Tuesday, April 2, 2024

Review: Stone, by Alter S. Reiss

Review: Stone, by Alter S. Reiss

by Rich Horton

A few years ago Alter S. Reiss published a novella for Tor.com called Sunset Mantle, set in a fictional but non-fantastic world. I liked it a great deal, and so I was happy to notice that he has published another story, a novella or short novel, in the same world (though with different characters.) This is Stone, from 2023. As far as I can tell it's ebook only.

The main character is Rael, a young woman in Taraf the City, an independent city-state in what seems a roughly Middle Eastern setting and culture, analogous to our world two or three millennia ago. She is a strong woman, learning to be a stone worker, like her father. The city is building a strong new gate, in the face of threats from a man who has set himself up as a King and conquered several other city-states. Rael's father is a greatly respected stonemason, "of the line of Peor". She has two brothers and a sister. The plot is set in motion when her younger and more mischievous brother Tei is murdered by one of the Red Scarves -- a group of bandits living in the desert wastes, that had recently been declared anathema by Taraf the City's somewhat fanatical new scholar-priest after they had stolen some gold from a caravan.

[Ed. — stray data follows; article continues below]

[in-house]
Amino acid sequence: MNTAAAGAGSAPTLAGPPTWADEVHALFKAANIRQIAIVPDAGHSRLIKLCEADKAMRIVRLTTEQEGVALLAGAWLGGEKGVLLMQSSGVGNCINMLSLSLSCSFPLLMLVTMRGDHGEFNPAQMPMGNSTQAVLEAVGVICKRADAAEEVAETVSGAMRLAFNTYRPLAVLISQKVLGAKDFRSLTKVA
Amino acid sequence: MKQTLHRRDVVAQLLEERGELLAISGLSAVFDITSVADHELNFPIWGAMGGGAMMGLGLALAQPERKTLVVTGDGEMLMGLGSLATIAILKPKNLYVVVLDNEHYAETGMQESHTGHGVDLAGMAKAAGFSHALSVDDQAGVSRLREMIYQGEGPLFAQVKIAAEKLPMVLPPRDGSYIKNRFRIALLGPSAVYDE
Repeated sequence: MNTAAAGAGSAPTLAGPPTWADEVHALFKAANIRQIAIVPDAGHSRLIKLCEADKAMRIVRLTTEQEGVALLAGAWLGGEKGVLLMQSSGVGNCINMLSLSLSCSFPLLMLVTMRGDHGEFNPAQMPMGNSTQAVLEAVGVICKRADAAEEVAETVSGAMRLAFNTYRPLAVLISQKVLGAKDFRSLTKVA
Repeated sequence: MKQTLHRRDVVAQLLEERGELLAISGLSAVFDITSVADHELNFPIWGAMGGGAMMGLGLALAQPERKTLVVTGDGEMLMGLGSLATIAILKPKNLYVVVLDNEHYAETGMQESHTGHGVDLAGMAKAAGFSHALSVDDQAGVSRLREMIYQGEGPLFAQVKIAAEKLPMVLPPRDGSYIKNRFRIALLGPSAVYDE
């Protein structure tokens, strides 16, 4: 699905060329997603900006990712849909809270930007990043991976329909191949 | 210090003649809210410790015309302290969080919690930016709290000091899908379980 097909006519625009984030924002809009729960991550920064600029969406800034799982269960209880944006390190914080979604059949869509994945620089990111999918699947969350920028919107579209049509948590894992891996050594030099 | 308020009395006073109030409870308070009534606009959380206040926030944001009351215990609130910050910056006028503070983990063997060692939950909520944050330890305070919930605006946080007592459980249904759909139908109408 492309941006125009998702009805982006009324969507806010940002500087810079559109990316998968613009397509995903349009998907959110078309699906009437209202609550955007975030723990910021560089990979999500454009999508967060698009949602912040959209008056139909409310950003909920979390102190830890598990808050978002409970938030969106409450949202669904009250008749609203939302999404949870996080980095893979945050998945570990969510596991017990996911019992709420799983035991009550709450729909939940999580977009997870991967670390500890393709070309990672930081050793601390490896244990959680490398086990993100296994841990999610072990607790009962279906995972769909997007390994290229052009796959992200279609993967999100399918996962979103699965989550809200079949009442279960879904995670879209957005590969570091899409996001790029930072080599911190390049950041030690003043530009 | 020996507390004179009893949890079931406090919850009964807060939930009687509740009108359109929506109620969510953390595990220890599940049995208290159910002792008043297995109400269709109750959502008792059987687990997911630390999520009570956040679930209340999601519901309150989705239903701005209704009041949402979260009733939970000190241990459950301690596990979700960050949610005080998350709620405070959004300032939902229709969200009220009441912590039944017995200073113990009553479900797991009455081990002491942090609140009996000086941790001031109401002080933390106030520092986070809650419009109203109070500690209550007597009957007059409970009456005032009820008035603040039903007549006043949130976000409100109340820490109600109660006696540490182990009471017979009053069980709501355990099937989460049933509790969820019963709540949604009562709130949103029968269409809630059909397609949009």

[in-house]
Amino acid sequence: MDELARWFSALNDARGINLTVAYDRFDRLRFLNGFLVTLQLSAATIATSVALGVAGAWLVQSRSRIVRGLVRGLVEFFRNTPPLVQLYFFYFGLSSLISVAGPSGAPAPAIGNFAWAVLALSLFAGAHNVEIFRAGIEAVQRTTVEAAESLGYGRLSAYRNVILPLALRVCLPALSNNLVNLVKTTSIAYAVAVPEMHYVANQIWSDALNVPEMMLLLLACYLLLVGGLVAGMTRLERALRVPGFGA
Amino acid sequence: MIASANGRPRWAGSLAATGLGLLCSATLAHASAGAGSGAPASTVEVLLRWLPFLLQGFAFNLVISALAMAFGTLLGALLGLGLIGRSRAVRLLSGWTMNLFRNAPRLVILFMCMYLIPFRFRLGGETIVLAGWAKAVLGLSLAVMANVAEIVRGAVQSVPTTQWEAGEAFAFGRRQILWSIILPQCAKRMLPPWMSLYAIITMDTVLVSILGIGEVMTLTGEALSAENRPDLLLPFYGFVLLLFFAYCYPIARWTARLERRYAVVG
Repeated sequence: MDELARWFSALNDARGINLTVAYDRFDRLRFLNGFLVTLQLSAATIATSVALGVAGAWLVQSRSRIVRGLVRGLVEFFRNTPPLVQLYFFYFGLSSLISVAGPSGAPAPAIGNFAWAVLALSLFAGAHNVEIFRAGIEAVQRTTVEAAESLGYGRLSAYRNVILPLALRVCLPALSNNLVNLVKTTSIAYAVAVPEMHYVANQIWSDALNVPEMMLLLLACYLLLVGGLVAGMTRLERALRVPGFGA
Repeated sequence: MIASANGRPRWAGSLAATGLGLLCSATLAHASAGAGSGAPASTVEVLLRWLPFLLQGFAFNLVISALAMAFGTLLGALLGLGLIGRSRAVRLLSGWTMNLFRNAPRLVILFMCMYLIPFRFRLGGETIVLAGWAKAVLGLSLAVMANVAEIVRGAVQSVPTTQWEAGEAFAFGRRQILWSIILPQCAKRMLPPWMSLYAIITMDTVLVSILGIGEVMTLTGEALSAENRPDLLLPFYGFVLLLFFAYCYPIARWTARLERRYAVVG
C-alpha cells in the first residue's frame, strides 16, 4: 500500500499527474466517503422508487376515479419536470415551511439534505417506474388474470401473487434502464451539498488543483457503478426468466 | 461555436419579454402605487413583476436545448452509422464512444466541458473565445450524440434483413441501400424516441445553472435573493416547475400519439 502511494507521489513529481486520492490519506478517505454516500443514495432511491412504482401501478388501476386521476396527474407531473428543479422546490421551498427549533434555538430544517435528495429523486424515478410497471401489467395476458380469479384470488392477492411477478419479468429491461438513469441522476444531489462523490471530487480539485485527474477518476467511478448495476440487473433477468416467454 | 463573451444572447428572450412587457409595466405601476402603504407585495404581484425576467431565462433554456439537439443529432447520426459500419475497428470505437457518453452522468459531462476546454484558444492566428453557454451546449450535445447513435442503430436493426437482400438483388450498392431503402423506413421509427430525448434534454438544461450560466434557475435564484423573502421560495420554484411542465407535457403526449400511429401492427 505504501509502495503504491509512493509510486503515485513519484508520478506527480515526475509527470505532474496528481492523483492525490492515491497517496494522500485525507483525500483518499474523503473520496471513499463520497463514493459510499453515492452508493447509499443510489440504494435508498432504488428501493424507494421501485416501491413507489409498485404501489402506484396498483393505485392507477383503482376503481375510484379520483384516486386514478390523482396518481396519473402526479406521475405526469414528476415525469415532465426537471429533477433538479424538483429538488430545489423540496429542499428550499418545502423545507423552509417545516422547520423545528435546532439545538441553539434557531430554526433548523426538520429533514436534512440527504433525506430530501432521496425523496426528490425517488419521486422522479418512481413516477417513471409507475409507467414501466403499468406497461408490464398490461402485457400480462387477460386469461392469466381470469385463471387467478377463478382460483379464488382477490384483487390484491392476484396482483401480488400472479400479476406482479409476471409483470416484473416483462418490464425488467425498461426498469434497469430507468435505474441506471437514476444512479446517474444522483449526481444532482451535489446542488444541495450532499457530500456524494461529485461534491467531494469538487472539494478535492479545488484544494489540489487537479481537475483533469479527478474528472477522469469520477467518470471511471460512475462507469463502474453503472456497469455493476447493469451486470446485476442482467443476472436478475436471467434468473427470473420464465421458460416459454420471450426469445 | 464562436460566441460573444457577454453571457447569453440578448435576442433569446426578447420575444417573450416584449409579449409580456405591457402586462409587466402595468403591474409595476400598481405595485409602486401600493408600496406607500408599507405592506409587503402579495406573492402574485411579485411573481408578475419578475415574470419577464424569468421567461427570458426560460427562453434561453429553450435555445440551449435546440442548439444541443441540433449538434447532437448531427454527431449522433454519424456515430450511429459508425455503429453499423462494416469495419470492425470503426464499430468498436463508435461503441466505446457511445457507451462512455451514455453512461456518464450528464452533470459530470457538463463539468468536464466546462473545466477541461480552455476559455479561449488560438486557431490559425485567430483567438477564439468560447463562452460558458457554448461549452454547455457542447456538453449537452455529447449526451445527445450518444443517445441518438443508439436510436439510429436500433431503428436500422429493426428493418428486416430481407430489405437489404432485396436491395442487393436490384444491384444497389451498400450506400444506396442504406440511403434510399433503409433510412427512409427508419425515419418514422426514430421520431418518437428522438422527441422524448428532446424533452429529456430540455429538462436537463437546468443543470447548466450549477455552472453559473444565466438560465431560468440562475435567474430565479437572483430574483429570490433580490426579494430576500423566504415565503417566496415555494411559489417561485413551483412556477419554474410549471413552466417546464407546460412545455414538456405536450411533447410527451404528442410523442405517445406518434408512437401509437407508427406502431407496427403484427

Rael blames herself for Tei's death, for she had not stopped him from confronting the Red Scarves. Her mother, meanwhile, is bitter that no revenge is being taken. And the loss of Tei puts more pressure on their family to supply urgently needed stoneworkers. Rael's brother is more interesting in being a soldier, and her sister is not well-suited to the work, so they invite a couple of cousins from another city. And the two young men, as Rael quickly realizes, are not actually her cousins -- but her mother insists they maintain the fiction, because their labor is much needed. 

Rael, though disturbed by the lie, soon comes to like the two men, who are good workers, and who even teach Rael some things she didn't know. Indeed she starts to have feelings for one of the men, Arith, which are clearly reciprocated. And the work on the gate continues, until another accident strikes, injuring a friend of Rael's and also one of her false cousins. With his fellow hurt, Arith asks Rael's assistance on something -- taking a mysterious cask in to the desert. Rael knows this must be something questionable, but she trusts Arith.

And so, the resolution marches forward, a beautifully engineered moral tragedy, as the various missteps -- even those with understandable motivations -- come back to haunt most of the characters, and especially Rael and her family. This is complicated by the expected incursion of the ambitious King, and by a religious showdown of sorts, with the laws and rules of their society, and their consciences, propelling the characters to a crushing end, with heroic acts, treachery, surprises, and deep honesty all swirling together. It's a profoundly moving story, and I recommend it highly.

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